It's been a while since I did an orderly post about Julia's academic work this year. Today I'll focus on her literature study; that's my specialty, so I freely admit that I keep her well-supplied with good reading matter. Plus, she likes it. My goal is for her 8th grade reading to be about half at her grade level, and about half high school level, say 10th grade. My goal in high school is for her to be reading college material, so she'll be well prepared (and even ahead) when she goes off to college.
Here's her reading thus far this school year:
Treasure Island by Stevenson
Little Women by Alcott
"The Hound of the Baskervilles" by Doyle
The Jungle Book by Kipling
"Ozymandias" by Shelley (She memorized and recited this.)
The Scarlet Pimpernel by Orczy
The Call of the Wild by London
4 short stories from Chesterton's Father Brown Omnibus
Excerpts from Whitman's Specimen Days
The Red Badge of Courage by Crane
"Gift of the Magi" by O Henry
"The Adventures of a Shilling" by Addison (Okay, this is totally not late modern, but it was so cute.)
"A Pair of Silk Stockings" by Chopin
"A Wagner Matinee" by Cather
Whose Body? by Sayers
Death on the Nile by Christie
"The Outcasts of Poker Flat" by Harte
Here's what I hope she will read the rest of this school year:
"An Occurrence at Owl Creek Bridge" by Bierce
Daisy Miller by James
"The Secret Sharer" by Conrad
Animal Farm by Orwell
Lord of the Flies by Golding
In the Land of White Death by I-forget-his-name
The Hiding Place by ten Boom
The Old Man and the Sea by Hemingway
"A Rose for Emily" by Faulkner
excerpt from My Antonia by Cather (or the whole thing, if she wants to)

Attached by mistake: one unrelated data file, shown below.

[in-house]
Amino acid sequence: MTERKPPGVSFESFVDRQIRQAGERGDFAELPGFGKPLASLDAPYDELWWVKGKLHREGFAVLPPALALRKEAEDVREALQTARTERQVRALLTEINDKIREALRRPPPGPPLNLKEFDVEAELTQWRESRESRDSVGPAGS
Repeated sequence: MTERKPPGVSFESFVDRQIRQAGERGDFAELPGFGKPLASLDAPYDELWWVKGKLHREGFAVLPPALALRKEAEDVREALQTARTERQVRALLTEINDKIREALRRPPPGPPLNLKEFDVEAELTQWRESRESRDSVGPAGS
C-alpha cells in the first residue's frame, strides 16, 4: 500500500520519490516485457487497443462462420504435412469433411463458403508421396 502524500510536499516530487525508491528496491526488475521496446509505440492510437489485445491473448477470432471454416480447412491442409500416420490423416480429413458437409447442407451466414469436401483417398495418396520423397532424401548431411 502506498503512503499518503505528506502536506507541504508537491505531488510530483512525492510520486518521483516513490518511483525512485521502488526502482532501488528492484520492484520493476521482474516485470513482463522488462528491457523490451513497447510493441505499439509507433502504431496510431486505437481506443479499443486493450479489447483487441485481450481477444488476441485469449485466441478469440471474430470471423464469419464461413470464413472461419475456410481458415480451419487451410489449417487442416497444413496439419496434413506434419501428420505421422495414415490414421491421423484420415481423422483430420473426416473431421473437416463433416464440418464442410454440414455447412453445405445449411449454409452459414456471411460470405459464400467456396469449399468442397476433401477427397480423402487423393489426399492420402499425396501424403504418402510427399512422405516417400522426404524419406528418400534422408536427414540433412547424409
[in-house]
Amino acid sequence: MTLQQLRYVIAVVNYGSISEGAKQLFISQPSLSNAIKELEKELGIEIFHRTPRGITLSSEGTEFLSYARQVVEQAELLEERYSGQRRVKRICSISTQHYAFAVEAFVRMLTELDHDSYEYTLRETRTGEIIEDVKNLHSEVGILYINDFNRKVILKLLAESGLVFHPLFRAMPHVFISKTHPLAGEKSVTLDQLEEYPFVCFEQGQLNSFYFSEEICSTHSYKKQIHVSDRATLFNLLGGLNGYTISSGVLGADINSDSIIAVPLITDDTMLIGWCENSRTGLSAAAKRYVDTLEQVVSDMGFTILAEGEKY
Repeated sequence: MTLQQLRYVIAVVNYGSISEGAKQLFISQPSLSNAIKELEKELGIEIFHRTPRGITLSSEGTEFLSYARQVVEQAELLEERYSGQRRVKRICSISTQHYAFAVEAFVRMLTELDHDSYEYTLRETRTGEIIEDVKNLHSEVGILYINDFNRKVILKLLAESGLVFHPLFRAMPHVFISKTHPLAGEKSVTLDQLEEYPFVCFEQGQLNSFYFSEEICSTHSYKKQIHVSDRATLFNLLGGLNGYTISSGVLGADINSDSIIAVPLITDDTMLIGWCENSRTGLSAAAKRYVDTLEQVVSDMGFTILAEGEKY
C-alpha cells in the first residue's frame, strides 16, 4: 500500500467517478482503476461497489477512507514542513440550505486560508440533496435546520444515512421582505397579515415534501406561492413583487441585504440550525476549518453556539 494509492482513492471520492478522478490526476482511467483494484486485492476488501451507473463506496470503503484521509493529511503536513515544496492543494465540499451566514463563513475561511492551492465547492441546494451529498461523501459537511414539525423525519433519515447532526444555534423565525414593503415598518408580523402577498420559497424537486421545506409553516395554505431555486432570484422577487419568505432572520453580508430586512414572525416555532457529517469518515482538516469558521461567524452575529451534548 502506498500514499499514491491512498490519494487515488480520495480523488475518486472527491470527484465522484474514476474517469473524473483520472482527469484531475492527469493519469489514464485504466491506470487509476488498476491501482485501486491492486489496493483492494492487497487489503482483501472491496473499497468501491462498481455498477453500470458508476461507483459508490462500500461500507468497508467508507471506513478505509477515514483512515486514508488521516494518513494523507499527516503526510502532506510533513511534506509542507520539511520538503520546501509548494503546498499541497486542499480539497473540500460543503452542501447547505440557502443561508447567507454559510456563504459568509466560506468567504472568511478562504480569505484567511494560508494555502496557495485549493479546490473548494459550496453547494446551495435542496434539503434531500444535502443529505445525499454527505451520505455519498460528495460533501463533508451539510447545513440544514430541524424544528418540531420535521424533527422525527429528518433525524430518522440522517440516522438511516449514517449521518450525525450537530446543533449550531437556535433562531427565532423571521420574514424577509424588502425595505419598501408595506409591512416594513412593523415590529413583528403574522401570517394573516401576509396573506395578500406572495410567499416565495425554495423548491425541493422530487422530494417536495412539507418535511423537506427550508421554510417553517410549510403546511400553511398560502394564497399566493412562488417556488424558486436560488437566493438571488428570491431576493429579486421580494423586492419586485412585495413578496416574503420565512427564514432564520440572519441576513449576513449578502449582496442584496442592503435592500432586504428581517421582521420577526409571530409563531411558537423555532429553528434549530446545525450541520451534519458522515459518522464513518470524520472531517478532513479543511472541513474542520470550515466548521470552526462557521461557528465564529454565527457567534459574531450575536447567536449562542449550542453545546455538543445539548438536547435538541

Our Town by Wilder
I'll be adding plenty of poetry by writers like Frost, Cummings, Wilbur, and others.
The core of my list comes from Susan Wise Bauer's book The Well-Trained Mind. I made many changes. Many of the books she recommends for 8th grade Julia did not want to read (Gone with the Wind, Laura Ingalls Wilder's books, the Anne of Green Gables series, The Yearling), and many I felt were simply below her reading level (Number the Stars, Rifles for Watie, Across Five Aprils), and she was ready to read the better book that is a level up, like Red Badge of Courage or The Hiding Place. Several selections are merely to prepare her for longer or tougher reading by the same authors, later -- Conrad, Hemingway, Chopin, Faulkner, and Whitman fall into this category.
This is a hefty reading list for an 8th grader, but Julia, who loves reading and has a quick mind and excellent vocabulary, does it with ease. Other subjects are challenging for her. Homeschooling allows me to maximize literature, her specialty right now, and stretch her in this area. If she were still in a classroom, she'd be bored silly with reading in an 8th grade classroom, complaining to me and acting out in class. I know this because I've taught 8th grade literature. I also know this because it happened in elementary school. She was bored with the reading then.
If you're considering homeschooling seriously, know this: it can provide you the opportunity to nourish and stretch the strong areas of your child's academics, the things they love. You can dig into them, expand them, strengthen them. You can put your child light years ahead -- not to be competitive, but to keep them interested and engaged in the the things they love. There's nothing sadder, academically, than a child who's grown to hate the subject he used to love, simply because he's been bored to death, waiting for everyone else who doesn't love it. In homeschooling, there's no joy-killing waiting. It's one of the best perks of this method, if the parent is willing to do the work to help his child explore his favorite field.